Featured, History, Seward History

Historic homes demolished

A  home on the Seward Historic Register at 420 Third Ave was demolished today.

The original intent of the new owners was to preserve the almost 100-year old historic stucco home exterior and completely renovate the interior.

However, as is often the case with older homes, serious problems surfaced from the failing foundation to the uninsulated walls to the multiple leaking roofs as the interior was investigated and gutted. Finally, after months of work to save it and much deliberation, the family decided it was not financially feasible to save the structure. In a matter of hours, the house and debris were gone, leaving the site clean and ready for a fresh start.

The former Werner-Herbert home  was famous for its Seahawk “Green and Gold” fall colors of the Norway Maple tree that was purchased from a Sears catalog and planted in the late 1930s. Thanks to the expert work by Metco excavator operator Tom Gillespie, that maple and the other trees on the lot remain unharmed.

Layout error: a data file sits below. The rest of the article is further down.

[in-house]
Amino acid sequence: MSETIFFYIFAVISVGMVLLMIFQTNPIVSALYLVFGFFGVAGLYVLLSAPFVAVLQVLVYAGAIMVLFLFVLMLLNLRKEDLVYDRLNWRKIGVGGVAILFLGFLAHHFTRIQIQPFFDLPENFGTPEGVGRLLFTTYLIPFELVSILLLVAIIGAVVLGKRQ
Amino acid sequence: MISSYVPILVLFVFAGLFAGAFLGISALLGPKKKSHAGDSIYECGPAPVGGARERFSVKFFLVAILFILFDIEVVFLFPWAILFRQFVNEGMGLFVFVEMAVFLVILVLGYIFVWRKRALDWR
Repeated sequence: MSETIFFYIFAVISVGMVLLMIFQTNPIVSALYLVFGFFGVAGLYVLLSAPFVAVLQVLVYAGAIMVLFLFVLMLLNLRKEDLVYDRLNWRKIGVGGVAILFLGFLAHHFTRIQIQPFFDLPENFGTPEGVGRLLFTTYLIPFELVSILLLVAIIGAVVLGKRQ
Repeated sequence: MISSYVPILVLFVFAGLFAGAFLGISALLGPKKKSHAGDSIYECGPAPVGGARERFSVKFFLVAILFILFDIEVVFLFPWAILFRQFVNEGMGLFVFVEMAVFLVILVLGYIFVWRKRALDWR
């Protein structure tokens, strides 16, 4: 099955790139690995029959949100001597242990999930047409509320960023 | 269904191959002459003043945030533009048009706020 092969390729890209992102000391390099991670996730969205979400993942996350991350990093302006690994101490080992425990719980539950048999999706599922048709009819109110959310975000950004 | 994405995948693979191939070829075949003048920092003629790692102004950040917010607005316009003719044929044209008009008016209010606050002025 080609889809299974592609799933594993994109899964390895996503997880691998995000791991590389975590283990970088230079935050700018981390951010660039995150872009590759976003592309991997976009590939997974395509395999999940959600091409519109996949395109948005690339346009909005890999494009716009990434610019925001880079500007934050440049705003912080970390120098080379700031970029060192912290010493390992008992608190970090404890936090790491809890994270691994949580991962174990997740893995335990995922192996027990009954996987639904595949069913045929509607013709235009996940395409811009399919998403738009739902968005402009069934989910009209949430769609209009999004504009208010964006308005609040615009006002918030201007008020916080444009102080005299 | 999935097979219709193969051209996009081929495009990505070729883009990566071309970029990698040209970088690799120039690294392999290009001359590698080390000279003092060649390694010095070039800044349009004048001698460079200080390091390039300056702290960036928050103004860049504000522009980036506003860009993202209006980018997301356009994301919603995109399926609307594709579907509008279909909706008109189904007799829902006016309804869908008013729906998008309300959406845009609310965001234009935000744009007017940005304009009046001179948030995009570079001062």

Two weeks ago, another older home from the ’20s on Second Ave disappeared less than a few hours as well. The equipment operator, Isaac Elhard of Ascension Construction Services, pointed out a sturdy stump that was used as part of the foundation. It looked to be in pretty good shape, protected from the weather, tucked under the house. He also noted the strength of the stucco siding done by master craftsman Stucco Johnson.  Old house problems, however, were evident: bad foundation, poor or no insulation, and old plumbing and wiring. It reached the point when a home turns into a scraper.

It will be interesting to watch the new structures go up, writing another page in Seward’s history.

Carol Griswold


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